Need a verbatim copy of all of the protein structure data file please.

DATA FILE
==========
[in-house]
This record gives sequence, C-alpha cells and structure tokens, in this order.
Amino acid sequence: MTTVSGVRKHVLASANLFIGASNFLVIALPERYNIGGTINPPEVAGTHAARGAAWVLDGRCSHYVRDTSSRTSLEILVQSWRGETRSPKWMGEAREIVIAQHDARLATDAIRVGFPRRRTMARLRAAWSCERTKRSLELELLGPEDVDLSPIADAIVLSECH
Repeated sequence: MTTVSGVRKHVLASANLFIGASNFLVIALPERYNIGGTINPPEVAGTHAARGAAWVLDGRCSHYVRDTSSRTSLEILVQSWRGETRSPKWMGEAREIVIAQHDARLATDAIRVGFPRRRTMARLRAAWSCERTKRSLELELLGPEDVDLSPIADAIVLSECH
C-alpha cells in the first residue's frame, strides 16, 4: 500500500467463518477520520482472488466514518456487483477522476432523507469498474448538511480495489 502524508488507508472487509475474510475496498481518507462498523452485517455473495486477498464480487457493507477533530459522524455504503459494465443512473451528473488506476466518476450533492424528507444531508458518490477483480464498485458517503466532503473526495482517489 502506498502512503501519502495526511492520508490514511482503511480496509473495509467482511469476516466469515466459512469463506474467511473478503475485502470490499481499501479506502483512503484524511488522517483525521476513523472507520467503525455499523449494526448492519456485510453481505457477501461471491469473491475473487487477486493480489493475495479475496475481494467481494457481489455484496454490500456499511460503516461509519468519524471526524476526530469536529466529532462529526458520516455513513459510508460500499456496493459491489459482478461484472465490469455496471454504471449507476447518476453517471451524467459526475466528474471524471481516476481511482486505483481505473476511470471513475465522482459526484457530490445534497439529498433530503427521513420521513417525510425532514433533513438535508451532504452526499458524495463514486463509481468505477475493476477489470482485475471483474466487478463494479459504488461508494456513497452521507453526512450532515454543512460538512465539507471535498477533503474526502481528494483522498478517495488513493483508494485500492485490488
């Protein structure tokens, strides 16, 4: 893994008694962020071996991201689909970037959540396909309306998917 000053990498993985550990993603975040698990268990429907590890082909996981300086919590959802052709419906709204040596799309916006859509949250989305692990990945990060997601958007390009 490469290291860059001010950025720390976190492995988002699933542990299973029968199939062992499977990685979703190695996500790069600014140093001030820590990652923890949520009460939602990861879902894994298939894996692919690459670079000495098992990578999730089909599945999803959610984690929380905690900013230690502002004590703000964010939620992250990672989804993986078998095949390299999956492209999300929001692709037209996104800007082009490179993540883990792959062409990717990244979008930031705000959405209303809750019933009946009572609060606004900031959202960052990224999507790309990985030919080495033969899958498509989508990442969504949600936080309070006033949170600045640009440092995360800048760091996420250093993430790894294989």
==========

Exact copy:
[in-house]
This record gives sequence, C-alpha cells and structure tokens, in this order.
Amino acid sequence: MTTVSGVRKHVLASANLFIGASNFLVIALPERYNIGGTINPPEVAGTHAARGAAWVLDGRCSHYVRDTSSRTSLEILVQSWRGETRSPKWMGEAREIVIAQHDARLATDAIRVGFPRRRTMARLRAAWSCERTKRSLELELLGPEDVDLSPIADAIVLSECH
Repeated sequence: MTTVSGVRKHVLASANLFIGASNFLVIALPERYNIGGTINPPEVAGTHAARGAAWVLDGRCSHYVRDTSSRTSLEILVQSWRGETRSPKWMGEAREIVIAQHDARLATDAIRVGFPRRRTMARLRAAWSCERTKRSLELELLGPEDVDLSPIADAIVLSECH
C-alpha cells in the first residue's frame, strides 16, 4: 500500500467463518477520520482472488466514518456487483477522476432523507469498474448538511480495489 502524508488507508472487509475474510475496498481518507462498523452485517455473495486477498464480487457493507477533530459522524455504503459494465443512473451528473488506476466518476450533492424528507444531508458518490477483480464498485458517503466532503473526495482517489 502506498502512503501519502495526511492520508490514511482503511480496509473495509467482511469476516466469515466459512469463506474467511473478503475485502470490499481499501479506502483512503484524511488522517483525521476513523472507520467503525455499523449494526448492519456485510453481505457477501461471491469473491475473487487477486493480489493475495479475496475481494467481494457481489455484496454490500456499511460503516461509519468519524471526524476526530469536529466529532462529526458520516455513513459510508460500499456496493459491489459482478461484472465490469455496471454504471449507476447518476453517471451524467459526475466528474471524471481516476481511482486505483481505473476511470471513475465522482459526484457530490445534497439529498433530503427521513420521513417525510425532514433533513438535508451532504452526499458524495463514486463509481468505477475493476477489470482485475471483474466487478463494479459504488461508494456513497452521507453526512450532515454543512460538512465539507471535498477533503474526502481528494483522498478517495488513493483508494485500492485490488
């Protein structure tokens, strides 16, 4: 893994008694962020071996991201689909970037959540396909309306998917 000053990498993985550990993603975040698990268990429907590890082909996981300086919590959802052709419906709204040596799309916006859509949250989305692990990945990060997601958007390009 490469290291860059001010950025720390976190492995988002699933542990299973029968199939062992499977990685979703190695996500790069600014140093001030820590990652923890949520009460939602990861879902894994298939894996692919690459670079000495098992990578999730089909599945999803959610984690929380905690900013230690502002004590703000964010939620992250990672989804993986078998095949390299999956492209999300929001692709037209996104800007082009490179993540883990792959062409990717990244979008930031705000959405209303809750019933009946009572609060606004900031959202960052990224999507790309990985030919080495033969899958498509989508990442969504949600936080309070006033949170600045640009440092995360800048760091996420250093993430790894294989």